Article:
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HTTP is Becoming a Thing of the Past

Prepare for the future of a
totally encrypted (HTTPS) web

The web browsers want the entire internet encrypted immediately. And they're using a number of initiatives to accomplish that. Back in February of 2016, when this push began, just 3% of the internet was encrypted (per a Netcraft report). Today, Google measures encrypted traffic at around 50%. That's serious progress, but still a long way from complete encryption.

So hurry, because the browsers are done asking nicely.

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HTTP is Becoming

Encrypt or Die. They Mean It.

Gray Browserbar

Encrypt every website with SSL/TLS, or else!

The browser community is not messing around when it comes to its push for universal encryption. Though the browsers originally started by incentivizing HTTPS, today they are actively penalizing websites that are still served via HTTP.

Early in 2017 Google began warning users when websites had insecure login fields. Then in October, the warning expanded to any insecure text field. Today, Google issues a warning and adds a "Not Secure" indicator next to the URL. Other browsers will follow suit soon.

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Warnings for any non-HTTPS site—Coming Soon

The most aggressive step to encourage all sites to encrypt is actively warning visitors when they visit a web page that doesn't have SSL/TLS configured. The goal of this initiative is to clearly display to users that HTTP provides no data security whatsoever. If you don't hurry up and add SSL, Google is going to interrupt your customers just to tell them you're not secure.

Google boosts ranking

Boost SEO Rankings with SSL/TLS

Google actively ranks websites with encryption higher than websites without it. Back in late 2014, Google announced SSL would be a ranking signal and the power of that signal has only grown since then. This is just one of the benefits of SSL.

Think about it. Search engines want to send their users to the best possible result. So if one result is more secure than another, it's going to rank higher. Encrypting your communication is just good security hygiene.

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Chrome makes features only available via HTTPS

Google Chrome is also only deploying certain popular and powerful features to sites with SSL/TLS. One of these features is Geolocation. With version 50 and beyond, Chrome will no longer support obtaining a user's location on HTTP sites. Another popular feature is device motion & orientation, so if you want your site to respond accordingly, you must install an SSL certificate.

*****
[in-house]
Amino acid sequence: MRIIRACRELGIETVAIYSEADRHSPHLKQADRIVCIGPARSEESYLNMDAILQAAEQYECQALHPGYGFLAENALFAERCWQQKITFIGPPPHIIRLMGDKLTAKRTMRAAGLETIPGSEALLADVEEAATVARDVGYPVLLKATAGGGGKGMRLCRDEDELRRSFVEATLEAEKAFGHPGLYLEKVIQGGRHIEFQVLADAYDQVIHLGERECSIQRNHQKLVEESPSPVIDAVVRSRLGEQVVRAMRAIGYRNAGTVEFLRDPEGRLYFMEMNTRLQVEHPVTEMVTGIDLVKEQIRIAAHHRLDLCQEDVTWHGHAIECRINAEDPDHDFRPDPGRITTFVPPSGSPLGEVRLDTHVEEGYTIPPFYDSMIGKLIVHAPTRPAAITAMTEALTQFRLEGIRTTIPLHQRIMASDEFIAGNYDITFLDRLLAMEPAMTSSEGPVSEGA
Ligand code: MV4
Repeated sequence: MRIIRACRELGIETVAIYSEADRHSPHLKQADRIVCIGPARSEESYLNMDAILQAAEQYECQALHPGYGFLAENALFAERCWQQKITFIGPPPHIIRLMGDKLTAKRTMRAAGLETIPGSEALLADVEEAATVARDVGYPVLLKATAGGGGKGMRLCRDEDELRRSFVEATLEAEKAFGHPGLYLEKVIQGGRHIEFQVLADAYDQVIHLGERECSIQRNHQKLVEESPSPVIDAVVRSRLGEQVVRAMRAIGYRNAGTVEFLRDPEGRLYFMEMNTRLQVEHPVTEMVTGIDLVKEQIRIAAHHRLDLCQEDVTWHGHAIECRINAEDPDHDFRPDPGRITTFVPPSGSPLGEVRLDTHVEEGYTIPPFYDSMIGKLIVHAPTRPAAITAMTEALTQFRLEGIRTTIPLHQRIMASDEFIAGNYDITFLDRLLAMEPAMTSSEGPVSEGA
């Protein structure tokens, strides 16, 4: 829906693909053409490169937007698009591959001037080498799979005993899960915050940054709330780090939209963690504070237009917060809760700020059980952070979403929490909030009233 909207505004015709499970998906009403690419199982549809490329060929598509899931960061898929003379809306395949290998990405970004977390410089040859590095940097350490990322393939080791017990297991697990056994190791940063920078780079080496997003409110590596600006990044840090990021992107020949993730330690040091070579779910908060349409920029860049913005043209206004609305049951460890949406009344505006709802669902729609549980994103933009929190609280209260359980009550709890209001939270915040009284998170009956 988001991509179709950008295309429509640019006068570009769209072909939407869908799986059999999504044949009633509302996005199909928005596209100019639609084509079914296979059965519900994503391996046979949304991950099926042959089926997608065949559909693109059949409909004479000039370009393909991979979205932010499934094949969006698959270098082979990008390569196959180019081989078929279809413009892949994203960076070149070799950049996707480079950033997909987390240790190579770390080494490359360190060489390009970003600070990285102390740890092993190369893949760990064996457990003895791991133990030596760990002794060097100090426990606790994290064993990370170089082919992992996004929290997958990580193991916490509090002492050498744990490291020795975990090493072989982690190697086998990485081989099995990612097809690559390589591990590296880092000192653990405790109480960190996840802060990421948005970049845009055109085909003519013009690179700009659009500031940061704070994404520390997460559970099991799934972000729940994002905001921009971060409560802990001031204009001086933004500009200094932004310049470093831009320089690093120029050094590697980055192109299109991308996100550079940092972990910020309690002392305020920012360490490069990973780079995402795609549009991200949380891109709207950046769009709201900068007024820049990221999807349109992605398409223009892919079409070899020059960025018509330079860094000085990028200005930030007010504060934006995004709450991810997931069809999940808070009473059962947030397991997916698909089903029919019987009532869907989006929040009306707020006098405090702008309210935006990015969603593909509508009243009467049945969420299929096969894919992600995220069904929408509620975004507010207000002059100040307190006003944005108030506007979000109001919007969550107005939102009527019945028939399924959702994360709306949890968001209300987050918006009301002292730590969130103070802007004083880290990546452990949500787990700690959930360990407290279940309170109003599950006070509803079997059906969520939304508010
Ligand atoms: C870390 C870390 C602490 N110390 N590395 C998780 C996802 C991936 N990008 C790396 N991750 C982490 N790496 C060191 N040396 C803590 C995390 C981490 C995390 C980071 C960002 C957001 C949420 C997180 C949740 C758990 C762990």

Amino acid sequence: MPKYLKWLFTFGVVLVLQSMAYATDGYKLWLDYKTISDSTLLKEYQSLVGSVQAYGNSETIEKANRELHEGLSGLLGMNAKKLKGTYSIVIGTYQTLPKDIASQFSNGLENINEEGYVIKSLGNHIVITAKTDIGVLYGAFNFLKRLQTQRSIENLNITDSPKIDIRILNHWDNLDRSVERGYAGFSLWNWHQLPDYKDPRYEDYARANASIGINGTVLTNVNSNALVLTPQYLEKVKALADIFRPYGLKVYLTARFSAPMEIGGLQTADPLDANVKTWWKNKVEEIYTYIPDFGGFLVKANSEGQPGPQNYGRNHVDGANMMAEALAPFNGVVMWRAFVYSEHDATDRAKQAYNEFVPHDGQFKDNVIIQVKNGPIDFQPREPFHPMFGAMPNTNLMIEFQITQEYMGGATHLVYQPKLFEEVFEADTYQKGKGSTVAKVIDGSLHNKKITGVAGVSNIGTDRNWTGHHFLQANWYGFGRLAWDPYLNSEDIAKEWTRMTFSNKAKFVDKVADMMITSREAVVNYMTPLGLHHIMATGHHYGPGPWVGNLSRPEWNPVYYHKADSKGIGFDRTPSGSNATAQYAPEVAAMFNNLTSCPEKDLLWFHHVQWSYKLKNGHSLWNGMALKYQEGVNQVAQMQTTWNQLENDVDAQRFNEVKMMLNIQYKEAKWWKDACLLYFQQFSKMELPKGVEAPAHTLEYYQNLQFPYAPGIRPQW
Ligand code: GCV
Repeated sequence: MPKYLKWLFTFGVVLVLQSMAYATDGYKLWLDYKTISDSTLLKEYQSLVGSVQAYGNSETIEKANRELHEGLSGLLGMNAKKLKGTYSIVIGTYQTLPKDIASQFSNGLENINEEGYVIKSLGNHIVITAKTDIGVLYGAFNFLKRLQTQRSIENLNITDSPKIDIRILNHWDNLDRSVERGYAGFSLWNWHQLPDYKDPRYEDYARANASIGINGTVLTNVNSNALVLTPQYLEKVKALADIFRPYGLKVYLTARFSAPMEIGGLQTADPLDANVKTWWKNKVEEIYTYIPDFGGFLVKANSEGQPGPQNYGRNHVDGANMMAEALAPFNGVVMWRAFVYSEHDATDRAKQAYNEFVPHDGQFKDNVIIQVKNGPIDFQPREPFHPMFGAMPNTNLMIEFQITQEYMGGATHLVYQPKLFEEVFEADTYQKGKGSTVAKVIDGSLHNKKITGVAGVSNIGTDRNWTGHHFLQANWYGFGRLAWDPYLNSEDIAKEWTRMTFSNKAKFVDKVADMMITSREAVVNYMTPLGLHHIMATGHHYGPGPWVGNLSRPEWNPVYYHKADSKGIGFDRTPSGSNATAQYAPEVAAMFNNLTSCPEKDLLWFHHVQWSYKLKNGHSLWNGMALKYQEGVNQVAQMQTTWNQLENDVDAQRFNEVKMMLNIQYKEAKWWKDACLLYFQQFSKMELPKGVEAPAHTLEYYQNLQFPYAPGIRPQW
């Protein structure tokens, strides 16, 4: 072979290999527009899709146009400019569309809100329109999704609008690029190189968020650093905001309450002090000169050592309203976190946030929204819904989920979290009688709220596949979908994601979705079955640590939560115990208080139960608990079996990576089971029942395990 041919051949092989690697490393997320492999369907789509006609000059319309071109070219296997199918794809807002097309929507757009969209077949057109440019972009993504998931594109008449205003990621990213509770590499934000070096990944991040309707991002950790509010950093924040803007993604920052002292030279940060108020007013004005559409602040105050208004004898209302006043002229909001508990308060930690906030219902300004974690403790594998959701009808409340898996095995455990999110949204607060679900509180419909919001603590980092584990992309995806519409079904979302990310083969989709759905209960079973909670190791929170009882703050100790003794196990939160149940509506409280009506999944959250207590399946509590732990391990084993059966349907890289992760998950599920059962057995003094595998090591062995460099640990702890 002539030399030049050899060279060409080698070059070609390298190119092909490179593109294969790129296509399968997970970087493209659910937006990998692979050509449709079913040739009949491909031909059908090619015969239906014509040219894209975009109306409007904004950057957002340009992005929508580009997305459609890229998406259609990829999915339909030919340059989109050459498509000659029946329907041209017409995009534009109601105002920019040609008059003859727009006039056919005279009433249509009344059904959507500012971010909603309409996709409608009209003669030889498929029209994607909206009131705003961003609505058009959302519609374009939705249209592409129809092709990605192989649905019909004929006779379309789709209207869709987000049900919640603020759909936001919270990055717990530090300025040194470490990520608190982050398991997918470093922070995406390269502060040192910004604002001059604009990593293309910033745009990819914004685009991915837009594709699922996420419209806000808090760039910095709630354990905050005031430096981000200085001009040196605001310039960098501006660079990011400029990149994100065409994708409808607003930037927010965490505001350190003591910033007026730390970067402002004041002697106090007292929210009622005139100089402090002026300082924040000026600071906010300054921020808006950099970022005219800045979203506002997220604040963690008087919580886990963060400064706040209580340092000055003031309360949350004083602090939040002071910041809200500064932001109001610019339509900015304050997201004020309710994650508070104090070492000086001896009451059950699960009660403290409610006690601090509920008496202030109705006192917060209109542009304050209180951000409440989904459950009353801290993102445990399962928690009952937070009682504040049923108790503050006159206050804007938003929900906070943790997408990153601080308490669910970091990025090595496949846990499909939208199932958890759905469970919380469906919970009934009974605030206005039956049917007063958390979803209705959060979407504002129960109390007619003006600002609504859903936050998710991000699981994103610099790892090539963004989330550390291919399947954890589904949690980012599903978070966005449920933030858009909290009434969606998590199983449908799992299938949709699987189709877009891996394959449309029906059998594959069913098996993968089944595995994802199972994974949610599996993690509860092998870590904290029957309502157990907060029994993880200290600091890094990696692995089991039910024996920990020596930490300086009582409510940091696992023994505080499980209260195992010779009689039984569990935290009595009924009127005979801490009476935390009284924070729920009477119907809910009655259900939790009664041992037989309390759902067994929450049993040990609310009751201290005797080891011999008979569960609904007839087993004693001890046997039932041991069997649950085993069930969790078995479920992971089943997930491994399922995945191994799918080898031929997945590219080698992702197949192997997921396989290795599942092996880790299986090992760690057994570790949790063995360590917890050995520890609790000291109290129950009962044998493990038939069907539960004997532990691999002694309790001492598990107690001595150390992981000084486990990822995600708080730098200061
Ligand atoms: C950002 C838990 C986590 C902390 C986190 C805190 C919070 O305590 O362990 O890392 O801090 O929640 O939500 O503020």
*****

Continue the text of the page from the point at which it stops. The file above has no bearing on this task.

Gmail marking emails
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HTTP/2 traffic only being served over HTTPS

HTTP/2, the first major revision of the HTTP protocol since 1997 has recently been ratified by the Internet Engineering Task Force (IETF). Currently, HTTP/2 represents about 18% of global traffic and will continue to rise exponentially. We're talking better speed, better performance. It's like going from a propeller to a jet engine. But, browsers will only be serving HTTP/2 over sites with SSL. This is yet another sign that the future of the internet is fully-encrypted.

Gmail marking emails

Gmail marking emails that are sent from non-secure mail servers

Per Netcraft, 82% of mail servers are not using a publicly trusted SSL certificate. In response to this, Google has started flagging emails originating from unsecured mail servers.

Once a mail server has an SSL certificate installed on it, Gmail recipients will be told that the email they open was delivered from an encrypted source, along with a link to learn more if they are unfamiliar.

Eye Towards the Future

The time to encrypt is now!

The internet is moving towards universal encryption. SSL is no longer just for businesses, it's a requirement for every website. It's a new web standard. While this is ultimately a good thing for the entire Internet and the SSL/TLS industry, hosting companies and other IT service providers need to be pro-active and move fast to ensure all of their customers are using SSL/TLS before these browser changes are fully rolled out.

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